In Ontario, colorectal cancer is the second most common cause of cancer deaths in men and third most common cause of cancer deaths in women. However, there are two cancer screening tests available to help prevent late-stage diagnosis and death from this type of cancer: the ColonCancerCheck Fecal Occult Blood Test (FOBT) kit and colonoscopy.
In order to answer your questions about colorectal cancer screening, we asked Dr. Claudette Chase, a family physician working with the Sioux Lookout Northern Physician Group that serves remote First Nations communities. Currently, she is the family physician for Eabametoong First Nation.
Why is colorectal cancer screening important?
Ontario has a good screening approach that can detect the cancer early enough to achieve a cure. In fact, when caught early through cancer screening detection, there is a 90 percent change that colorectal cancer can be cured. You should make screening a health priority.
What are some barriers preventing people from completing their FOBT kits?
Two of the biggest barriers that I have found through my practice are: nobody likes ‘playing’ with their poop and not completing the FOBT kit correctly. The first barrier is probably the biggest barrier, but it’s something that everyone needs to do, icky or not.
More importantly, the FOBT kit has specific instructions that need to be followed. If you don’t follow the instructions carefully, the lab can’t test the kit and you’ll have to re-do your kit all over again. I go over the instructions carefully with my patients, while emphasizing the usefulness of the test, and recommend that you do the same with your healthcare provider and ask questions if you don’t understand. It’s better to get it right the first time!
What happens if your FOBT kit comes back positive?
If your FOBT kit result comes back positive, don’t panic. It doesn’t necessarily mean you have cancer, but that blood was found in your stool and you required more testing. As a next step, you may be referred for a colonoscopy.
What are doctors looking for during a colonoscopy? Does it hurt?
A colonoscopy requires a little bit preparation and time. For this test, you’ll need to clean out (empty) your colon so that doctors have a clear view of your colon and rectum. This is accomplished by following a special diet and by taking laxatives. During the test, you will be sedated so that you don’t feel any pain. Then the doctor, or in some cases a nurse practitioner, looks at your colon using a long, flexible tube with a camera at the end. The camera will show them any abnormality that needs to be investigated further.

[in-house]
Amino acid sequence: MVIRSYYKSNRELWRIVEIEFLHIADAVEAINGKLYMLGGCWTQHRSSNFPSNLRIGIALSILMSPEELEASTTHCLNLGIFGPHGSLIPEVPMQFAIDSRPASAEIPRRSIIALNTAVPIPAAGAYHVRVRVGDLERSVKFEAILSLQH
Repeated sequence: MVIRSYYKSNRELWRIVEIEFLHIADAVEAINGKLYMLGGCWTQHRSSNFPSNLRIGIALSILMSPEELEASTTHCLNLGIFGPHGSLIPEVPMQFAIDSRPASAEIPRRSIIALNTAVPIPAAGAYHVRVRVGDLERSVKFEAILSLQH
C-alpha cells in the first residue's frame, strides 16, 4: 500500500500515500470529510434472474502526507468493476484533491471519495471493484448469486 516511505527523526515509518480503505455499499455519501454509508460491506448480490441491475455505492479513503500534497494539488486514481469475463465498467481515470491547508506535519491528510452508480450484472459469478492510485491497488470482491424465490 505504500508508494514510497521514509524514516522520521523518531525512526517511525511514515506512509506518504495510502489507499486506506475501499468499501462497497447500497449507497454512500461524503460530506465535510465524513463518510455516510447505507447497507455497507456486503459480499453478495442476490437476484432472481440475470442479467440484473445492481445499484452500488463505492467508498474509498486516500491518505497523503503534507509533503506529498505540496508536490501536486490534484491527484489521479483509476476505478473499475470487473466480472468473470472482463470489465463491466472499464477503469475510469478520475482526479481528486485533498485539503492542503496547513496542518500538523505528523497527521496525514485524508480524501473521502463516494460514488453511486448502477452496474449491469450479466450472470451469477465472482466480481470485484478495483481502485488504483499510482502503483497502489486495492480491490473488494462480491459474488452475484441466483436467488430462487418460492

What happens if you find something during the colonoscopy?
Many times, the doctor will see small bumps, called polyps, which will be removed. These polyps may not be cancerous, but are important to find and remove because they could become cancerous. If the doctor does find polyps during the colonoscopy, they will take a sample and send it to the lab to be examined. If something more serious is found, the doctor will discuss options with you for treatment.
Why do some people screen for colorectal cancer with colonoscopy and some with an FOBT kit? Why not just send everyone for a colonoscopy?
According to Cancer Care Ontario’s colorectal cancer screening guidelines, men and women who are at higher risk (such as having a family history of colorectal cancer) should be screened with colonoscopy.
While there is small risk to this procedure, not everyone needs more invasive and time intensive procedure. Simple is good. Therefore, if you just need the FOBT kit, that is the simplest. With each test you complete (every 2 years) it becomes more likely that any abnormality will be detected.
Cancer Care Ontario released a new online cancer risk assessment tool called ‘My CancerIQ’. Take a few minutes to fill out this assessment online to find out what your risk level is for colorectal cancer. Visit, www.mycanceriq.ca to see what your risk level is and learn how to prevent cancer.
If you have any more questions about the ColonCancerCheck FOBT kit, how to complete it, or the provincial screening program, visit: www.ColonCancerCheck.ca